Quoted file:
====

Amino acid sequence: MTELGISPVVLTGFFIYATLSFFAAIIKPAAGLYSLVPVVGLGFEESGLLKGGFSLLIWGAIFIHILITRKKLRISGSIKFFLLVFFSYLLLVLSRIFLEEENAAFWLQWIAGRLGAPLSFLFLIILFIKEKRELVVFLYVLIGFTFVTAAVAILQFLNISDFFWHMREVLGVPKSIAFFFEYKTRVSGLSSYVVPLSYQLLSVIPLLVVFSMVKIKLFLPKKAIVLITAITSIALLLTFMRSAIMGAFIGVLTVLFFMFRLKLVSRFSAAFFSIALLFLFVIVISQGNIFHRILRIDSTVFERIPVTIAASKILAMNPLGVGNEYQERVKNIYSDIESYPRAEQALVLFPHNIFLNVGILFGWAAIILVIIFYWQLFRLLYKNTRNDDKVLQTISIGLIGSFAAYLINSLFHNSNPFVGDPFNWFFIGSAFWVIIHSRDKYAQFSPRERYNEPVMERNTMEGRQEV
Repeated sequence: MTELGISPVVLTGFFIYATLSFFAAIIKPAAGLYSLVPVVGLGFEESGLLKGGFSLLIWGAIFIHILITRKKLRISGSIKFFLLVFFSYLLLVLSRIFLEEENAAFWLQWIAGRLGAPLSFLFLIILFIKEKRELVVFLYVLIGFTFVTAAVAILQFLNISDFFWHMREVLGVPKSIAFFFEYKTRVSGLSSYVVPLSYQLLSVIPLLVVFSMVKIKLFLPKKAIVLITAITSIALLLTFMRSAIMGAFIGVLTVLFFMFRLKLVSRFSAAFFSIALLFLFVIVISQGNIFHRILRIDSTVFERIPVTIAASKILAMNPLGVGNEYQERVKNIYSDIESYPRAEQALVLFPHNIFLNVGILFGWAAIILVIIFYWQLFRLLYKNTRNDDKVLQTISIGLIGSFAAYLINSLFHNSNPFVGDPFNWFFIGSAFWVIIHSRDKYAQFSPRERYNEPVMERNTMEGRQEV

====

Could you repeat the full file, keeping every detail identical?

Amino acid sequence: MTELGISPVVLTGFFIYATLSFFAAIIKPAAGLYSLVPVVGLGFEESGLLKGGFSLLIWGAIFIHILITRKKLRISGSIKFFLLVFFSYLLLVLSRIFLEEENAAFWLQWIAGRLGAPLSFLFLIILFIKEKRELVVFLYVLIGFTFVTAAVAILQFLNISDFFWHMREVLGVPKSIAFFFEYKTRVSGLSSYVVPLSYQLLSVIPLLVVFSMVKIKLFLPKKAIVLITAITSIALLLTFMRSAIMGAFIGVLTVLFFMFRLKLVSRFSAAFFSIALLFLFVIVISQGNIFHRILRIDSTVFERIPVTIAASKILAMNPLGVGNEYQERVKNIYSDIESYPRAEQALVLFPHNIFLNVGILFGWAAIILVIIFYWQLFRLLYKNTRNDDKVLQTISIGLIGSFAAYLINSLFHNSNPFVGDPFNWFFIGSAFWVIIHSRDKYAQFSPRERYNEPVMERNTMEGRQEV
Repeated sequence: MTELGISPVVLTGFFIYATLSFFAAIIKPAAGLYSLVPVVGLGFEESGLLKGGFSLLIWGAIFIHILITRKKLRISGSIKFFLLVFFSYLLLVLSRIFLEEENAAFWLQWIAGRLGAPLSFLFLIILFIKEKRELVVFLYVLIGFTFVTAAVAILQFLNISDFFWHMREVLGVPKSIAFFFEYKTRVSGLSSYVVPLSYQLLSVIPLLVVFSMVKIKLFLPKKAIVLITAITSIALLLTFMRSAIMGAFIGVLTVLFFMFRLKLVSRFSAAFFSIALLFLFVIVISQGNIFHRILRIDSTVFERIPVTIAASKILAMNPLGVGNEYQERVKNIYSDIESYPRAEQALVLFPHNIFLNVGILFGWAAIILVIIFYWQLFRLLYKNTRNDDKVLQTISIGLIGSFAAYLINSLFHNSNPFVGDPFNWFFIGSAFWVIIHSRDKYAQFSPRERYNEPVMERNTMEGRQEV